Semester: Spring 2009-2010
Course Number: 459/1A
Course Title: Women's Literature & Gender Studies
Time: S/T/R 10:00-10:50
Place: Kaifan 252
Final Exam: 12 June, 9:00-10:00
Teacher: Hanan Muzaffar
Office Hours: S/T/R 12:00-1:00
This course focuses on women's texts, both literary and theoretical, in a semi-chronological fashion. The aim is to study the developments within women's literature as they reflect on the development of women's thoughts, but also to be aware of modern and contemporary theoretical discourse around issues of women's literature and gender studies.
Gilbert, Sandra M and Susan Gubar. The Norton Anthology of Literature by Women. NY: Norton, 1996.
Leitch, Vincent B. ed. The Norton Anthology of Theory and Criticism. NY: Norton, 2001.
10% In-Class Participation
You are expected to attend regularly and be an active member in class, participating every day to enrich our classroom discussions. You will not be judged for your opinions but will be expected to come to class everyday prepared with your reactions, questions and comments on the assigned readings.
10% Forum Participation
Once you send me your contact information, I will send you a username and password to join the forum. Check the forum at least once a week and be prepared to enter at least one significant post for each topic I leave there. Use proper English only. A short paragraph is all that is needed when you post in the forum as this is a place to interact with your classmates. Do not use the forum as a chat session or a place to exchange pleasantries.
Groups will be assigned during the first week depending on class size. Present the texts to be covered on that day in around 10 minutes. Your presentation should introduce the classmates to the writers we are discussing on the day, and brief information on the texts themselves. Prepare a one page outline presenting the main points you presented to be handed to your colleagues in class. At the end of your presentation, you are left to manage the class, with my help if needed, any way you see fit. You can either form a question/answer session to test your colleagues grasp of the material, open the discussion for your colleagues to argue, or come up with your own way to manage the remaining 30 minutes or so. Email me your outline as an attachment. You are not allowed to use this work for your personal response.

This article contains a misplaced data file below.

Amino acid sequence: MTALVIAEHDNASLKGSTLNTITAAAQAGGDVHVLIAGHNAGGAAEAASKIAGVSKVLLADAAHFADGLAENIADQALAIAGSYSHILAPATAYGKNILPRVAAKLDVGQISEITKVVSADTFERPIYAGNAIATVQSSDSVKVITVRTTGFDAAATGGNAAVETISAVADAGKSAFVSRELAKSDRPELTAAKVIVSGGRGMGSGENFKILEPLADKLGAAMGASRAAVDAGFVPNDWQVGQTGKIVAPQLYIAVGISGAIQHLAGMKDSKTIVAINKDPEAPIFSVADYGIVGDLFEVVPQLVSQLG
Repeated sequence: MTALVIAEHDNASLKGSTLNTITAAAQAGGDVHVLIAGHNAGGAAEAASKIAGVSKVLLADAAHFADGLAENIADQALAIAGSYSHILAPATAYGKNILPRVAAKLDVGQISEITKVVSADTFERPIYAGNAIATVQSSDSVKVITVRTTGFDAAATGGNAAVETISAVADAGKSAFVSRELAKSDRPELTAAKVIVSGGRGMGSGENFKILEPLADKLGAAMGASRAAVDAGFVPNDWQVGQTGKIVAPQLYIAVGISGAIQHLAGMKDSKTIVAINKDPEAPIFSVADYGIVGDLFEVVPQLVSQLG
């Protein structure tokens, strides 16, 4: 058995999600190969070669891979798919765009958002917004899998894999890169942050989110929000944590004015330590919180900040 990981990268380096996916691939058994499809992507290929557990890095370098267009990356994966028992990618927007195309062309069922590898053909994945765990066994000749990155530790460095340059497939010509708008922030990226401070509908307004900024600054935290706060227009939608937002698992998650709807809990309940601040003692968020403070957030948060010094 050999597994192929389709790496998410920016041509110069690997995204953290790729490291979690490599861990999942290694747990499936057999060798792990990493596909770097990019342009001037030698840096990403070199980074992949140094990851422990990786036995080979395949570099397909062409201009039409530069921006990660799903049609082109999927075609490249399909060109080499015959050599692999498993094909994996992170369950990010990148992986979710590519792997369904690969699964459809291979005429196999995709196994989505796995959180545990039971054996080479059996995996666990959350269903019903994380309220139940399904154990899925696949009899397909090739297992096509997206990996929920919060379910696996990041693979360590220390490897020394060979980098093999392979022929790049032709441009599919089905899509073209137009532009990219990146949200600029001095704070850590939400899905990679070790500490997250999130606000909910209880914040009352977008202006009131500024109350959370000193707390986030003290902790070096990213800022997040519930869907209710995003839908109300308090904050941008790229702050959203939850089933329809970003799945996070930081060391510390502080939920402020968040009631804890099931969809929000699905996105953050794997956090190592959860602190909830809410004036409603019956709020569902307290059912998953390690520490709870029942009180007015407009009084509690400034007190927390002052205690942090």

You must submit 4 personal responses of two pages (600-800 words) each throughout the course: 2 before the midterm, 2 before the final. Make your own choice based on what work appeals to you. These will be personal interactions to the assigned readings, not a summary of what you read. Feel free to comment, argue, and relate what you read to other material or ideas. Follow paper writing guidelines in website. Save your work as word document and send as email attachment to email@example.com before we discuss the texts in class.
This grade will also include any essays you are required to write in class.
10% Final Paper (due 3 June)